The physics of mosquito takeoffs shows why you don’t feel a thing

Even when full of blood, the insect’s wings do the heavy lifting, so its legs barely need to push

photomontage of mosquito taking off

UP AND AWAY  A blood-bloated mosquito gets more than 60 percent of its takeoff force from its wings, helping it hoist its heavy body into the air and fly away undetected, as seen in this photomontage.

Florian Muijres/Wageningen Univ.

View the video

Discovering an itchy welt is often a sign you have been duped by one of Earth’s sneakiest creatures — the mosquito.

Scientists have puzzled over how the insects, often laden with two or three times their weight in blood, manage to flee undetected. At least one species of mosquito — Anopheles coluzzii — does so by relying more on lift from its wings than push from its legs to generate the force needed to take off from a host’s skin, researchers report October 18 in the Journal of Experimental Biology.

The mosquitoes’ undetectable departure, which lets them avoid being smacked by an annoyed host, may be part of the reason A. coluzzii so effectively spreads malaria, a parasitic disease that kills hundreds of thousands of people each year.

Researchers knew that mosquito flight is unlike that of other flies (SN Online: 3/29/17). The new study provides “fascinating insight into life immediately after the bite, as the bloodsuckers make their escape,” says Richard Bomphrey, a biomechanist at the Royal Veterinary College of the University of London, who was not involved in the research.

To capture mosquito departures, Sofia Chang of the Animal Flight Laboratory at the University of California, Berkeley and her colleagues set up a flight arena for mosquitoes. Using three high-speed video cameras, the researchers created computer reconstructions of the mosquitoes’ takeoff mechanisms to compare with those of fruit flies.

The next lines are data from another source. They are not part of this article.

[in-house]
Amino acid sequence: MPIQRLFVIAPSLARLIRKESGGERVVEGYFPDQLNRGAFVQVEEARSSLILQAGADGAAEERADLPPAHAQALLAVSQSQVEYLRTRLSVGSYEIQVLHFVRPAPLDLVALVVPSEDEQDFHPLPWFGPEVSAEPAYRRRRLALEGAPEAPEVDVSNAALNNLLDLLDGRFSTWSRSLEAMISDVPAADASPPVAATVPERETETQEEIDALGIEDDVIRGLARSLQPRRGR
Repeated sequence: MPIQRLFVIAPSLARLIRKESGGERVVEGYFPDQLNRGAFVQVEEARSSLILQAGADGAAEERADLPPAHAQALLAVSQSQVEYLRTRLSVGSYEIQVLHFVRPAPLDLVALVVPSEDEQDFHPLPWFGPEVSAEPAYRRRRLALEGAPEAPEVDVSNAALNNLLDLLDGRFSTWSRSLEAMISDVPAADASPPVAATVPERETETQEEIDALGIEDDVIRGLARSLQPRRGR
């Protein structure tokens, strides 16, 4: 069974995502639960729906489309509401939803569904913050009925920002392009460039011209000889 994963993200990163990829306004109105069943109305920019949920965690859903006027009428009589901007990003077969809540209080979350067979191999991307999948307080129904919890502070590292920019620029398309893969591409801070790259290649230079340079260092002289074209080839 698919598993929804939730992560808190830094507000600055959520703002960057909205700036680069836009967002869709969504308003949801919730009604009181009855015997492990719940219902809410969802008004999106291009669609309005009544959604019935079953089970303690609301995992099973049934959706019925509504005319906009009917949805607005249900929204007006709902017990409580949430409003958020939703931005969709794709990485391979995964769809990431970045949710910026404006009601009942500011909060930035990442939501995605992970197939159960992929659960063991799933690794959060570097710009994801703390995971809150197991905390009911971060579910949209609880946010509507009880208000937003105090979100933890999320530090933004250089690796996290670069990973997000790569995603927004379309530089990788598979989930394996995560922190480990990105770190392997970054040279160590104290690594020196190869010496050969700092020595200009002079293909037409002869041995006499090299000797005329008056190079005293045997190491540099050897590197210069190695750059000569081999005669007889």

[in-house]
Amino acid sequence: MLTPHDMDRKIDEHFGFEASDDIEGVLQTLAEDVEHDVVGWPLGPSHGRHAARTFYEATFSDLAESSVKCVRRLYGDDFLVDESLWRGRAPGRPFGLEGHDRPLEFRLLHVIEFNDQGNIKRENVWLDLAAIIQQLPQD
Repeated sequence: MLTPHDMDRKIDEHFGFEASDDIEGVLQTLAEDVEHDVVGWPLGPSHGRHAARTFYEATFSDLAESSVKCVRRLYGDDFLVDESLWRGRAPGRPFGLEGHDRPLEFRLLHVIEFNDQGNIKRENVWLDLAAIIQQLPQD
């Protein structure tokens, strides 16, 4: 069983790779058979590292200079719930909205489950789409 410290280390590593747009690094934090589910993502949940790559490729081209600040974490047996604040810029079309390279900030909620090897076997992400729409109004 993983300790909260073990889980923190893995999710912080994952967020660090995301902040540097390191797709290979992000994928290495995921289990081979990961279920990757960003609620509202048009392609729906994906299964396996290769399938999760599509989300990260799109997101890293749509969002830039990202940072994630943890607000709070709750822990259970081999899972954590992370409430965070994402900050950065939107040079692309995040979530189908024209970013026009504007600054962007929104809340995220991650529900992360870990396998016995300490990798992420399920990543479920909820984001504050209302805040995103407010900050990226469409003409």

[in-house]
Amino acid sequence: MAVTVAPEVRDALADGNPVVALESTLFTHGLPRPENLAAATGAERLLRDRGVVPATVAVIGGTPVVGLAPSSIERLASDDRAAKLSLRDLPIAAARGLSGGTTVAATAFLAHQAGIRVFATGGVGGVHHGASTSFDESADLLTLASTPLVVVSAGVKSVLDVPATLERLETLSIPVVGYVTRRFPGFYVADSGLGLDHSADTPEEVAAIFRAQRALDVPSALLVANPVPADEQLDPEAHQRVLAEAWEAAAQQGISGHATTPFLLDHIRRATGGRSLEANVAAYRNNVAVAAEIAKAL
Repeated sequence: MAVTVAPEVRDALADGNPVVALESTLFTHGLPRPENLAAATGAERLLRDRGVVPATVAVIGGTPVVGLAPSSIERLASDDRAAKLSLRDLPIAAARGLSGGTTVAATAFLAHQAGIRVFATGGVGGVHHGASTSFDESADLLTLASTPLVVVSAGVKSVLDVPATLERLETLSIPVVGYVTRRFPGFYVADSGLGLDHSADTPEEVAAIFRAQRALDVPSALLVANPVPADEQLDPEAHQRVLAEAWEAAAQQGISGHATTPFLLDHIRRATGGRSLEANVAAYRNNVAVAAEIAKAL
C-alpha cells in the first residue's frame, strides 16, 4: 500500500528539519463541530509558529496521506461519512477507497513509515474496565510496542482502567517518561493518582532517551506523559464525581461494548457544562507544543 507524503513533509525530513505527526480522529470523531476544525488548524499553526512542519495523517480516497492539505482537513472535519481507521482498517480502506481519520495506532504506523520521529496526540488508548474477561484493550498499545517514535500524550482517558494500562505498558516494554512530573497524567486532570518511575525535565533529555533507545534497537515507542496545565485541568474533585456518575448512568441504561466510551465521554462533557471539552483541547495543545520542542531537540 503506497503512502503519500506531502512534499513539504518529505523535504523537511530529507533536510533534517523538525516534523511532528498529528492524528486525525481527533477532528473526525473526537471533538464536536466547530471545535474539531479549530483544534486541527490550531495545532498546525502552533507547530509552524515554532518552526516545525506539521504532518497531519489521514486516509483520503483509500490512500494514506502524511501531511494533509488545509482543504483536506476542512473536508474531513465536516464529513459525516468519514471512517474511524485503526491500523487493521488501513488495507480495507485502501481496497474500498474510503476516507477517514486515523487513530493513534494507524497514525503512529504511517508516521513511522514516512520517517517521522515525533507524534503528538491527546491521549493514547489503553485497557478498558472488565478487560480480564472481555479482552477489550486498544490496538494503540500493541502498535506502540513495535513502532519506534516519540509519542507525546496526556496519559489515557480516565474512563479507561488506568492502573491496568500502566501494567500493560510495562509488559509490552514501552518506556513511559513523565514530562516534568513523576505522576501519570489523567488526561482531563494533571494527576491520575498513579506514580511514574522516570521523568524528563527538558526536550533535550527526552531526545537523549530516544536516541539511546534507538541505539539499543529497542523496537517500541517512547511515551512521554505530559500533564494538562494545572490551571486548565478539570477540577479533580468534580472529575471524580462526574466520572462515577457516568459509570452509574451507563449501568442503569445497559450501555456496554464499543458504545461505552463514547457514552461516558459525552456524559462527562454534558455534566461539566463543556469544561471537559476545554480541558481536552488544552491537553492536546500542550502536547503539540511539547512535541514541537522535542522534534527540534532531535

Story continues below video

Malaria-carrying Anopheles mosquitoes are known for their ability to sneak away from a victim after a meal. Now researchers have broken down the biophysics of this dining and dashing. H. Thompson; Florian Muijres/Wageningen Univ.

Mosquitoes are as fast as fruit flies while flying away but use only about a quarter of the leg force that fruit flies typically use to push off, Chang and her colleagues found. And 61 percent of a mosquito’s takeoff power comes from its wings. As a result, the mosquitoes do not generate enough force on a mammal’s skin to be detected.

Unlike fruit flies’ short legs, mosquitoes’ long legs extend the insects’ push-off time. That lets mosquitoes spread out already-minimal leg force over a longer time frame to reach similar takeoff speeds as fruit flies, the researchers found. This slow and steady mechanism is the same regardless of whether the bloodsuckers sense danger or are leaving of their own accord, and whether they are full of blood or have yet to get a meal. While in flight, though, a belly full of blood slowed the mosquitoes down by about 18 percent.

Chang next wants to determine whether mosquitoes land as gently as they depart. “If they are so stealthy when they leave, they must be stealthy as they land, too.”

More Stories from Science News on Life